Now this rant maybe somewhat ideological — I am sort of into the idea of redistribution of income. I do have a bias towards the idea of equality of opportunity (from each according to his ability, to each according to his need … with a healthy dash of market–based incentive structure to ensure some efficiency in production and allocation of resources ... ). You can also consider it from a more economic perspective. This budget is promoting consumption, through delivering so much cash back into the hands of the consumers. This is likely to have an expansionary effect, which will translate to inflation as the economy is struggling to grow further, anyway. This profligacy is likely to deliver further upward pressure on interest rates.

If you are not going to give the money to those that need it (which I know will probably have a greater effect on consumption) at least save it in the form of a surplus, or invest it infrastructure and training to try and promote future possibilities for expansion.

Enough for now.

On an aside, how much did the Age pay Misha Schubert to regurgitate Peter Costello’s guff? Tow the line, baby. No critical thought going on there.

Friday, May 06, 2005

now we wait for gordon brown.

And so … we have some semblace of sanity in the UK, with British voters rejecting Michael Howard’s (Lyndon Crosby) assertion that immigration was the source of all their problems.

This new brand of racism (supposedly a leftie fabrication) failed to fascinate the voters in the UK as well as it did in Australia, where it has been a (the?) driving force in federal politics for nearly a decade. This is good. (But why are the people I share my country with so blind?)

Howard has conceded defeat, albeit with a fairly good gain on the Labour Party. To be fair, he never had a hope, and it looks as though the previous Labour margin of 165 seats has been at least halved.

In no way am I pro Tory (but not particularly pro Tony, either), but maybe this will be a good thing. I hope that this reduced margin, coupled with the rise of the Liberal Democrats, will reintroduce a level of accountability that seemed so missing in Blair’s previous term.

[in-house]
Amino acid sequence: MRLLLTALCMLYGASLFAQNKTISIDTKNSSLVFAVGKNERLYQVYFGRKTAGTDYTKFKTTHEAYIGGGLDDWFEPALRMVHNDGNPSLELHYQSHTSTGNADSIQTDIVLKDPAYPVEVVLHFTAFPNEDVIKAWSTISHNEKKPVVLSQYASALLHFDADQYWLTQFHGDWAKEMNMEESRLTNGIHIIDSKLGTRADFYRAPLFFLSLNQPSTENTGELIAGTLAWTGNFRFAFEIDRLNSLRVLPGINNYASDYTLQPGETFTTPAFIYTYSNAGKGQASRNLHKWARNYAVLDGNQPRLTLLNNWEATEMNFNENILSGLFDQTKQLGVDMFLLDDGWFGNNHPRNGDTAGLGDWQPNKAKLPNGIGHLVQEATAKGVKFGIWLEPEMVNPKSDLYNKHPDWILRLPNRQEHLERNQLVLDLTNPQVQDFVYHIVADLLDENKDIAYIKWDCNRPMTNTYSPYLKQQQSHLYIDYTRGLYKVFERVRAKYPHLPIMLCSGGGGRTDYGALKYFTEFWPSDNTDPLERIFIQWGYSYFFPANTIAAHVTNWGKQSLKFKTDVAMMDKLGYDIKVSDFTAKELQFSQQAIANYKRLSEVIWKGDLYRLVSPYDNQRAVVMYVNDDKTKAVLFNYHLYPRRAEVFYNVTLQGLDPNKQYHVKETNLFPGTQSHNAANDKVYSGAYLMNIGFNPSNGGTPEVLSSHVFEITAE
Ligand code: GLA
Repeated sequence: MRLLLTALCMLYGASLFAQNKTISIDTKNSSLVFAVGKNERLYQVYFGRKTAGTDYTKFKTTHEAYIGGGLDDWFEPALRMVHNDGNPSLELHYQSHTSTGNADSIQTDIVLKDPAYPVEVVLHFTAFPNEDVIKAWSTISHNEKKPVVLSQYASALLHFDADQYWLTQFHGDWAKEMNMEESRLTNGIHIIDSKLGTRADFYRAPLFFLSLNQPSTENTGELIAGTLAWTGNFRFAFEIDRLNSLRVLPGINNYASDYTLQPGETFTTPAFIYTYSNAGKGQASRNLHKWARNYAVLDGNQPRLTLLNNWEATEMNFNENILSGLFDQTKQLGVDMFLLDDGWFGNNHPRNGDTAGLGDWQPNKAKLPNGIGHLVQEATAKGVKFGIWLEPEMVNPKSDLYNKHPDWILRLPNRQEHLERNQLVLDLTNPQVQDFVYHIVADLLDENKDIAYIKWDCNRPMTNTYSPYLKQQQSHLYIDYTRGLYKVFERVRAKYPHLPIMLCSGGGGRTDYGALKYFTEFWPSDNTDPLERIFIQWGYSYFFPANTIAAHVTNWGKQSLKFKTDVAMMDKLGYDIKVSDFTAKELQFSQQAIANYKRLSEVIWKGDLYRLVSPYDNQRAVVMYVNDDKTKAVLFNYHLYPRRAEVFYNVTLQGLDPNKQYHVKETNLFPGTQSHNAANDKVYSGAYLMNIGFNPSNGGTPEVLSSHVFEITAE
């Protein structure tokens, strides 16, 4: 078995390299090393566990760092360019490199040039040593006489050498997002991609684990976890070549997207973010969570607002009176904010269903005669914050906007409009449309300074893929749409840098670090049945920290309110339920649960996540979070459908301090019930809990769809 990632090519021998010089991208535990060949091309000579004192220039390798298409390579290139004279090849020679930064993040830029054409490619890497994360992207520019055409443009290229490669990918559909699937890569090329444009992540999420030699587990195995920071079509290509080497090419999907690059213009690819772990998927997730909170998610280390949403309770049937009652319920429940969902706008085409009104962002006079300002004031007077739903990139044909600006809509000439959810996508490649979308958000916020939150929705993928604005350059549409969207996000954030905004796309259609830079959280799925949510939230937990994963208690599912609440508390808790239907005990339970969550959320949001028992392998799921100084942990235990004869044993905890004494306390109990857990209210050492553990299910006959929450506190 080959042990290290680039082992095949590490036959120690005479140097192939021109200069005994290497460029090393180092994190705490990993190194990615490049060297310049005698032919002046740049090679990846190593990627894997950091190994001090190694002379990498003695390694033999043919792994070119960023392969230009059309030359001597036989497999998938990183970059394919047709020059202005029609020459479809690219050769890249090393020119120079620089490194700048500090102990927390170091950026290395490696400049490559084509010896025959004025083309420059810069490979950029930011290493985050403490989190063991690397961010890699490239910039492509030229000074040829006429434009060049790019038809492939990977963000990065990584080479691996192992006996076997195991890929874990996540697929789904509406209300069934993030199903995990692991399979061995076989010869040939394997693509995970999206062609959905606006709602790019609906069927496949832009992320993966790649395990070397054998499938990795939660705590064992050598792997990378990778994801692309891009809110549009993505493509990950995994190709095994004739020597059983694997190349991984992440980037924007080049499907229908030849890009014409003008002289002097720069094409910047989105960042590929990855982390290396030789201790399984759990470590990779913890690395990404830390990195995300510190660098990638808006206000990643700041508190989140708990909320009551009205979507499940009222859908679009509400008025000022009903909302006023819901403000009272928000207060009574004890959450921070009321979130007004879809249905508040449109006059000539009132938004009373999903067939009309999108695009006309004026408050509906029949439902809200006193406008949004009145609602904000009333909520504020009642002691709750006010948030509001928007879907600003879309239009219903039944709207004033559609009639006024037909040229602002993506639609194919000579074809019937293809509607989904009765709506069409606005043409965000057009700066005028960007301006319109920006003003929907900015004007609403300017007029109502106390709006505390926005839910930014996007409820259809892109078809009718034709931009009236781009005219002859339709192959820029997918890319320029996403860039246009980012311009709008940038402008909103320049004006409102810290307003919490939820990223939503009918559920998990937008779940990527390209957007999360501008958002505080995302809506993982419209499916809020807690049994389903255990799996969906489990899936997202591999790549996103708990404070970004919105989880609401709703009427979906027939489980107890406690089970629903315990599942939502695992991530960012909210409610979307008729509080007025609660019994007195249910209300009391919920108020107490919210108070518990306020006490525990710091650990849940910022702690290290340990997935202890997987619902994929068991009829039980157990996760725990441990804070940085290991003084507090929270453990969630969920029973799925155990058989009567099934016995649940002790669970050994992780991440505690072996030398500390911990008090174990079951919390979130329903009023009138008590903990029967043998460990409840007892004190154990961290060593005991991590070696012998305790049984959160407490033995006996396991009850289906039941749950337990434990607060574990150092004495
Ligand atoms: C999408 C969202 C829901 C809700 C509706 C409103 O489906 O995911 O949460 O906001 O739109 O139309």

The swing against Labour is at the moment 4.2 percent, with the Tories only increasing their share of the vote by 1.1 percent. The Liberal Democrats have increased their share by around 4.1 percent.

And Boris Johnson and George Galloway have both been reelected, to ensure some modicum of excitement.

This all seems fairly good.

The next question is: how long ‘til Gordon Brown kicks in?

Update: Larvatus Prodeo has a good rundown of election blogging and what's been happening.

bogan roots and football.



Amidst all the shit going down over Captain Ben and Michael Gardiner refusing to say why they hang out with dodgy cunts ‘high-profile Northbridge identities” such as John Kizon, the West reported that former WCE centre half forward Karl Langdon, never renowned for being a particularly bright spark, felt;

“that there was nothing wrong with footballers associating with alleged crime figures and admitted he had had relationships with them during his football career.”

I do hope they were long and fulfilling relationships.

Not having to ever see Karl Langdon around town or in advertisements is one of the many good things about moving to Melbourne.

So, over the last year, or so, we have had;

  • Our captain and star ruckman refuse to cooperate with police questioning over a shooting and stabbing. What are you doing hanging out at Metro City anyway?

  • A star midfielder admitting dependence on prescription painkillers and convicted for falsifying a script.

  • This star midfielder also broke the captain’s arm by chucking him down the stairs at a seedy Perth watering hole (not the same one where people were getting stabbed and shot, but near where a whole bunch of women were abducted). This altercation was following an argument regarding the shagging of the captain’s little sister. Oops.

  • Another midfielder/utility player was cleared of beating the crap out of a bloke at the same pub.

  • Up and coming key position player being involved in a high-speed car chase in his HSV ute (very classy) across Perth, reaching speeds of 135 kph (surely it goes faster than that, Quentin), before crashing it and running away from the accident. I think he got done for drunken driving, resisting arrest and leaving the scene of an accident.


  • This all makes me proud to be a West Coast supporter and a Perth western suburbs bogan.

    (We are on top of the table and undefeated)